Determining the intensity of keyword competition is an important step in the process of building a keyword universe, a list of all appropriate keywords to target. To rank high in the organic SERPs for a very competitive keyword is time-consuming, takes up plenty of resources and pursuit for the top spots for such a keyword may never pay off. On the other hand, high ranking for such keywords may become a great source of income, if the optimization is successful.
There are different methods of determining keyword competitiveness. WordTracker, one of the leading keyword research companies, uses a basic method to determine whether a keyword is worth going after. Their method is called the keyword effectiveness index (KEI). The accuracy of keyword effectiveness index as a competition measuring tool has been questioned by some marketers, but it is still one of the most popular and accepted methods. KEI is calculated with the following formula, where keyword popularity is the number of times a specific keyword was used on searches and keyword competitiveness is the total number of results for a given search. (Parravicini 2004, WordTracker.com a.)
Some other methods take into consideration more elements than just the total number of search results for a keyword, such as the number of inbound links of the top ranked sites for a keyword, and the amount of top pay per click bids and the amount of PPC advertisers for any given keyword. One interesting approach by SEOmoz.org (http://www.socengine.com/seo/tools/keyword-difficulty-tool.php) takes into account 12 different variables to determine keyword competitiveness. (SEOmoz, Search Engine Watch.)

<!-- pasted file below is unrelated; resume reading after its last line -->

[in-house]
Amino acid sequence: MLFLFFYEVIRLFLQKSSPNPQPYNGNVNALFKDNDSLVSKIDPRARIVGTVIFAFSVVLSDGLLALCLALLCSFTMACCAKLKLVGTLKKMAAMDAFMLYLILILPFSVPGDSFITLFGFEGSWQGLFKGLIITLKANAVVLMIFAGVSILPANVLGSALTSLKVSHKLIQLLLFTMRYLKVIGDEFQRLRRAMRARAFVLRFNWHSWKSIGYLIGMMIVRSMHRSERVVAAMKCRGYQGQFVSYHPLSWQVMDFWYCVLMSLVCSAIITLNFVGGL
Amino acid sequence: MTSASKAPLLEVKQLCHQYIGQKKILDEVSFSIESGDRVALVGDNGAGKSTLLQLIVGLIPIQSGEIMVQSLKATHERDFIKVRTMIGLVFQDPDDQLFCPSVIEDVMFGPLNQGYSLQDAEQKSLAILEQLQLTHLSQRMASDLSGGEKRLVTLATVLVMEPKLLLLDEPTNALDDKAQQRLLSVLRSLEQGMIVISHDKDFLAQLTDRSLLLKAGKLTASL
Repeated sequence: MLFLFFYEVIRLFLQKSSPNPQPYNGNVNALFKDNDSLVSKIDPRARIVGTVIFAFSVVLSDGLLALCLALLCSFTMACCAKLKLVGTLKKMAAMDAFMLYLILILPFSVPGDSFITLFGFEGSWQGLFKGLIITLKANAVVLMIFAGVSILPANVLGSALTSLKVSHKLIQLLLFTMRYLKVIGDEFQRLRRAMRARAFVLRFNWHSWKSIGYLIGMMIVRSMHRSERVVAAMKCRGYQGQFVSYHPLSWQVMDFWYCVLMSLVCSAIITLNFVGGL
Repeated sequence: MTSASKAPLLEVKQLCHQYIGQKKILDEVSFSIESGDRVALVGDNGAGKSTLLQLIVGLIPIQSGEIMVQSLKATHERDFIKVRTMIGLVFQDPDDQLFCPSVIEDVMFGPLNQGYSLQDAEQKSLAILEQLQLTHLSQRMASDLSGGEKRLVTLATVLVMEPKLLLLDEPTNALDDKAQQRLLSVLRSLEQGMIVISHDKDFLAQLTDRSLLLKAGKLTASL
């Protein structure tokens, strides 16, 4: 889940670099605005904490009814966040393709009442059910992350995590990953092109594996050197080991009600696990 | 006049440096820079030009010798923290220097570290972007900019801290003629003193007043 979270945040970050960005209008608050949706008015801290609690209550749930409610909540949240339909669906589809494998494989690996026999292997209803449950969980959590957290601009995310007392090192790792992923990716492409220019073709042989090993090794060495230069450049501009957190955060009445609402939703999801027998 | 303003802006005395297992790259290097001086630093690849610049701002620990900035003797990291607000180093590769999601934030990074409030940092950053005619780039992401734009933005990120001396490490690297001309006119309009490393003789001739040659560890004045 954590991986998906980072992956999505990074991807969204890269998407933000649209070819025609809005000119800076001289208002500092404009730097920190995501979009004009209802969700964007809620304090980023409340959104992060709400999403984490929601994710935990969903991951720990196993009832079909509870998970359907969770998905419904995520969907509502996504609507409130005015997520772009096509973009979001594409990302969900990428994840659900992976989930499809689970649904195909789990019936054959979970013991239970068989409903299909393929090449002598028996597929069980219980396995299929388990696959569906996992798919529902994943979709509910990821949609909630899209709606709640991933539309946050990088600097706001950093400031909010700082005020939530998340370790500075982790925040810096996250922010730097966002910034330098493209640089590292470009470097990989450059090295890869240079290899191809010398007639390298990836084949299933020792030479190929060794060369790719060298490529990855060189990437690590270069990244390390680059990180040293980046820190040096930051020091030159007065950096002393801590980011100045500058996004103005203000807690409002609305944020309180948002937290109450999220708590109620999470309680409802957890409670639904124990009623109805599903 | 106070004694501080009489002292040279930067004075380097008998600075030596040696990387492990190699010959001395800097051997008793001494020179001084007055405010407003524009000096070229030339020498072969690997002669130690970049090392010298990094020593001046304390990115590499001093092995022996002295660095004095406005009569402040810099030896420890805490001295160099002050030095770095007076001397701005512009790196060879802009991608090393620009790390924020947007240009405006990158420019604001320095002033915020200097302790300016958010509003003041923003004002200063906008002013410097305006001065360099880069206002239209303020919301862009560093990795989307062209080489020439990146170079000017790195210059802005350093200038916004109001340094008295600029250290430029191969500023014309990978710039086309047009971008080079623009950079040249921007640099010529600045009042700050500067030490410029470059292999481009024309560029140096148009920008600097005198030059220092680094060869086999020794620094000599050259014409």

When choosing keywords, it is important not to just guess what keywords searchers use, but research the amounts of searches for any given keyword. There are a few tools on the Internet that can give an idea of how often a certain keyword is searched and suggest what other terms could be targeted.
Overture provides marketers with a free application, called the Keyword Selector Tool, which shows the number of searches per month for any given term on the Overture’s pay per click network (http://inventory.overture.com/d/searchinventory/suggestion/). It also shows the related searches that include the term, as illustrated in the figure 4.1.
Another popular keyword research tool is WordTracker (http://www.wordtracker.com/), which offers a free trial with limited research data. To get the full research data, marketers need pay the subscription fee. The Wordtracker Database comprises over 390 million searches carried out at MetaCrawler.com and DogPile.com over the last 60 days. (WordTracker.com b.) MetaCrawler.com and DogPile.com are meta-search engines, which means that they compile their search results from several search systems. Below is an example of keyword research done on WordTracker’s trial mode.
The third keyword research tool is the Google Adwords Keyword Tool, which is targeted to pay per click advertisers but can also be used for other keyword research purposes. This research tool does not show marketers the number of searches, but a list of related searches on the Google network (Figure 4.3). Because Google does not reveal the number of searches, web developers have come up with tools to estimate the number of searches for any given keyword. One such developer is Nana Gilbert-Baffoe , an Internet technology consultant, who has developed a Google Search Count Tool (http://www.technobloggie.com/googleSearchEstimates.php), which shows an estimate of searches per month on the Google network.